Representatives for the nonprofit Clarke County Development Corporation (CCDC) and the operator of the Lakeside Casino in Osceola told the Iowa Racing and Gaming Commission today they had reached an agreement to settle their longtime dispute over payments– but now that agreement is in dispute.
CCDC lawyer Doug Gross told the commission the group backed away from a memorandum of understanding with Affinity Gaming after learning the owners wanted to subtract their lease payment to the city for casino land from the nonprofit payment. Gross said that is not what agreement said.
“It says the new owner shall agree to pay CCDC three percent of its adjusted gross revenue — or the state minimum — whichever is greater,” Gross said. “They indicated to us that they believe that means three percent minus one percent. I don’t see where that minus one percent is in the agreement — we never discussed it. We will work with them to try and resolve that matter.”
Gross said Affinity has only been paying the nonprofit one-and-a-half percent of gross revenue since taking over the casino from bankruptcy, even though the state minimum is three-percent. He told the commission he would recommend they drop the lawsuits over the issue and pursue the terms of the memorandum.
Affinity attorney, Jim Quilty, told the commission that his company started negotiations recognizing they were paying the 1.5- percent and also the 1-percent for the lease agreement with the city. Quilty said they then offered a couple of proposals that would increase the amount to a total of three percent, and that is the memorandum they signed.
“After the memorandum of understanding was negotiated and signed, which contemplated that more formal agreements would be adopted, we learned the CCDC believed that what in fact had been agreed was that we would pay three percent AGR under the management agreement on top of what we were already paying. And that is not what we agreed,” Quilty said.
Commissioner Carl Heinrich of Council Bluffs told the two men he was glad they appeared to be closer to solving their dispute, and wants to see it completed. “I really thing it’s time to sit down — and I don’t know if you need another mediator or not — but for crying out loud, surprise us and come back and say we have agreed that this is the way it is going to be. We are happy they are happy, we are all happy,” Heinrich said.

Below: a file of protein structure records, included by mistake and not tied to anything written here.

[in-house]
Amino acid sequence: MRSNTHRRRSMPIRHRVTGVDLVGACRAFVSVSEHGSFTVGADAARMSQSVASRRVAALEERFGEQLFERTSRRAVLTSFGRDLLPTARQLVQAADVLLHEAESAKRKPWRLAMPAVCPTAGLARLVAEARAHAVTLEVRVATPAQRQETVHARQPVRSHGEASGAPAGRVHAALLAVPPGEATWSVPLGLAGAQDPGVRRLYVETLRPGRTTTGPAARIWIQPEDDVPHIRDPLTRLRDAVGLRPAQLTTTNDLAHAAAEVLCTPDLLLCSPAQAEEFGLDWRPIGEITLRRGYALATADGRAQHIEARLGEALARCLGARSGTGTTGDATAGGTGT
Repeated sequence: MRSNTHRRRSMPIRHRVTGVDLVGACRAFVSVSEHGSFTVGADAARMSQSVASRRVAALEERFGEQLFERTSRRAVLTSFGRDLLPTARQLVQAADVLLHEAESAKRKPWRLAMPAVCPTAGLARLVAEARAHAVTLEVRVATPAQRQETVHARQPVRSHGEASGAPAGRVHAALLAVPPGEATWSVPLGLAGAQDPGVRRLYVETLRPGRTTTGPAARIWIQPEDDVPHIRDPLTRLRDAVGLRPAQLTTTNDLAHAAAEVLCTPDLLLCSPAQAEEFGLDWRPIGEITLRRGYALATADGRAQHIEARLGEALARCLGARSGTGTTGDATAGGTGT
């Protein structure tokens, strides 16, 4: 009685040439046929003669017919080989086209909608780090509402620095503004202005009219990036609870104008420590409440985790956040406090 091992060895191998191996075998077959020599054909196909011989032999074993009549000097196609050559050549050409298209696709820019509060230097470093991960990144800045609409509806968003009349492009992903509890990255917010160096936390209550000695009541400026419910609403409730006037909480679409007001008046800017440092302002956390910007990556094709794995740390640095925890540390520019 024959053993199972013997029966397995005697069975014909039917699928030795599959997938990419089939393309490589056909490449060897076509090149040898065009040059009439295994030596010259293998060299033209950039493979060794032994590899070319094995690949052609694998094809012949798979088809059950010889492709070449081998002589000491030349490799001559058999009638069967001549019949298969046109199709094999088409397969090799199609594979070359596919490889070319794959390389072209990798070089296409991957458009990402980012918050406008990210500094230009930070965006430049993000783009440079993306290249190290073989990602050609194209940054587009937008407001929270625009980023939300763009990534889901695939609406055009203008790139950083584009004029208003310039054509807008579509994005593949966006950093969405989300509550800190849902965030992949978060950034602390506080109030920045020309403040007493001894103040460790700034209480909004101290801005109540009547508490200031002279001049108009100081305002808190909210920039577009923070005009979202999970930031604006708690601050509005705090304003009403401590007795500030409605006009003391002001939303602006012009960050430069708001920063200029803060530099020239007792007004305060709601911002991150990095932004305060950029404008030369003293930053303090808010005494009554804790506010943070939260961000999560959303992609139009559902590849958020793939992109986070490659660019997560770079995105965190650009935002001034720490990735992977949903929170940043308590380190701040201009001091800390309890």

He said this issue has been going on since he came onto the commission and would like to see the issue solved by August, noting August 1st is his birthday and it would be a good present to see an agreement. Gross said he is not certain he wants to go back over everything again.
“I don’t know about you, but if you’re involved in a dispute with a party and you resolve the dispute with the party and they write the agreement that shows what the resolution is and then they try to back out of it, would you go back to mediation?,” Gross asked.
“I have a hard time recommending that to them frankly. I just do, it just doesn’t seem right. We’ve been drug through the knothole for four years.”
Quilty said he is willing to work more on the issue.”We feel disappointed that we’re here. We’re happy to work toward some type of resolution with the commission’s direction. But,I do want you to know that we offered everything that we had to give to them,” Quilty said. Commissioner Heinrich said they are closer than they have been on the issue in the past and he hopes they can work things out soon.
The issue was an update from the two sides and not scheduled for any action by the commission.